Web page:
SOMETIMES subtleties matter, such as the detail of last week’s Supreme Court of Appeal judgment on Mark Shuttleworth’s case against exchange controls. Everyone has treated it as a victory for Shuttleworth, but in fact it contained within it a major defeat. Not only for him, but for every South African.

Shuttleworth was the model plaintiff for an attack on the constitutionality of exchange control. The attack worked in part in the High Court, which found that controls as they stand violate a number of rights, including freedom of expression (because controls prevent us from buying foreign media), and privacy (because they force you to disclose what you may be buying, including things online you probably do not want anyone knowing).

The court also found that certain elements of exchange control violate every citizen’s right "to choose their trade, occupation or profession freely". It instructed the government to amend exchange controls so as to not violate citizen’s rights.

But the president, minister of finance and Reserve Bank appealed against this finding, and the Supreme Court of Appeal ruled in their favour. The court seems to believe Shuttleworth had no genuine interest in challenging the constitutionality of exchange controls and was only after the R250m he had paid as a levy to the Reserve Bank when he took his money out of SA.

The Supreme Court of Appeal did not make any finding on whether exchange controls do violate rights. Rather, it said the High Court should not have made such a finding because the rights allegedly violated were beyond the facts of the Shuttleworth case. In other words, because Shuttleworth’s rights to privacy, freedom of expression, and so on, had not been violated, the court should not have made a finding on whether exchange controls violate rights.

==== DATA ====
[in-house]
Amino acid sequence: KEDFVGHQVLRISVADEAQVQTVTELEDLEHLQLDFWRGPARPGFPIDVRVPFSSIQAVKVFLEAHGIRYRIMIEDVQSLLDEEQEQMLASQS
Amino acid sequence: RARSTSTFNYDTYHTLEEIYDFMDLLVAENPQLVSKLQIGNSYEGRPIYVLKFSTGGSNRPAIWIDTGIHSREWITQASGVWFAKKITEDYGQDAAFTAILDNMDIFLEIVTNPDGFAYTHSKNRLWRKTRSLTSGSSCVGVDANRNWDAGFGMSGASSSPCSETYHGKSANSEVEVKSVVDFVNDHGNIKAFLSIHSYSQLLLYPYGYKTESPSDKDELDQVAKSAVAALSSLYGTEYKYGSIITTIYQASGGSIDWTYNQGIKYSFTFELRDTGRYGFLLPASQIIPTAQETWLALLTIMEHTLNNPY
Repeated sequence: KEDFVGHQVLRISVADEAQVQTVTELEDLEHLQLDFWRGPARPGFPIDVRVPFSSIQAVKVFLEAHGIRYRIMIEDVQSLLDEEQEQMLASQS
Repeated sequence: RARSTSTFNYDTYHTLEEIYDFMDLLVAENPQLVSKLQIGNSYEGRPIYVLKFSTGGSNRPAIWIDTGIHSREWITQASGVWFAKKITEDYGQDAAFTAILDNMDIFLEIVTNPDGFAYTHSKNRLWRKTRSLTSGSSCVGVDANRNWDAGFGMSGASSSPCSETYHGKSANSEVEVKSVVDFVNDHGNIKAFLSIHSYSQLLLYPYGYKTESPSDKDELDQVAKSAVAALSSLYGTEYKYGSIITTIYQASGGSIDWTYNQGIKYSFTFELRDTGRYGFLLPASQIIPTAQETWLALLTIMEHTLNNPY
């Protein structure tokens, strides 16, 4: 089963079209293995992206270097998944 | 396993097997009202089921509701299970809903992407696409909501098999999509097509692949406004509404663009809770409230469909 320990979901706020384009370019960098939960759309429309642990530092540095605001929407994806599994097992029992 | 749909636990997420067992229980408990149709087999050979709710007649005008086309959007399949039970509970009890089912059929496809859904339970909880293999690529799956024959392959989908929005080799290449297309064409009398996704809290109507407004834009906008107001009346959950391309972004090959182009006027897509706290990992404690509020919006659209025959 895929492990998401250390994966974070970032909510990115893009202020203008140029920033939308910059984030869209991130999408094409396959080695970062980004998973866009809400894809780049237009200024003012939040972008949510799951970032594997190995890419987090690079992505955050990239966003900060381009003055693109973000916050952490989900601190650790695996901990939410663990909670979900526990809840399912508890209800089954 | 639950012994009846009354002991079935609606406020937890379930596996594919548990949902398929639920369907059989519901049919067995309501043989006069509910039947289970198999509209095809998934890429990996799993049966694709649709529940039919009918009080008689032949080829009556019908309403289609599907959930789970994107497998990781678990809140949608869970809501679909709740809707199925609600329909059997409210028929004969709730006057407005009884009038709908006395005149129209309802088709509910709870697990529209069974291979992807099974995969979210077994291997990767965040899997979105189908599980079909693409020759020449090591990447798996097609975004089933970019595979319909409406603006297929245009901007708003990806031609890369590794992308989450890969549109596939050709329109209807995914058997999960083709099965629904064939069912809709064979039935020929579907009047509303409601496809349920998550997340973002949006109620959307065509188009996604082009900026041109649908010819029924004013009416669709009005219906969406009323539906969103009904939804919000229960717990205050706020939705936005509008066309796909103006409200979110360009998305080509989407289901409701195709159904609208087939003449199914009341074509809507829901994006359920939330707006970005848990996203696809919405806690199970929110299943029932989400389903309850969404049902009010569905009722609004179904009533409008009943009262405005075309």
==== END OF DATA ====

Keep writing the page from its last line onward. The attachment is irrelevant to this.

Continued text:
The only factual matter that was germane was the levy imposed on Shuttleworth, and that the Supreme Court of Appeal found was indeed unconstitutional. The Reserve Bank has to give it back to Shuttleworth with interest. He has said he will put it into a trust to fund constitutional cases brought by ordinary citizens. It is unfortunate that he lost the rest of the case. Exchange controls violate the rights of thousands of South Africans every day, but each violation is too small to warrant expensive litigation.

Our rights are violated when we are unable to make online purchases or send money to family overseas because of the regulations. Our rights are violated when businesses are unable to efficiently buy and sell to foreign customers and suppliers. All our rights are violated when we are forced to deal with the banking oligopoly that the regulations have created. Shuttleworth was doing us all a favour.

As Shuttleworth has pointed out in an online blog, SA has the highest costs of cross-border transactions in the world. A World Bank study found up to 25% of the money being transferred in small remittances to Mozambique and Zambia — a common destination of transfers for migrant labour — is absorbed by fees.

Those costs are thanks to exchange controls. Vastly more costs are faced by businesses that try to manage international operations, given the countless forms that must be filled out and bank charges paid.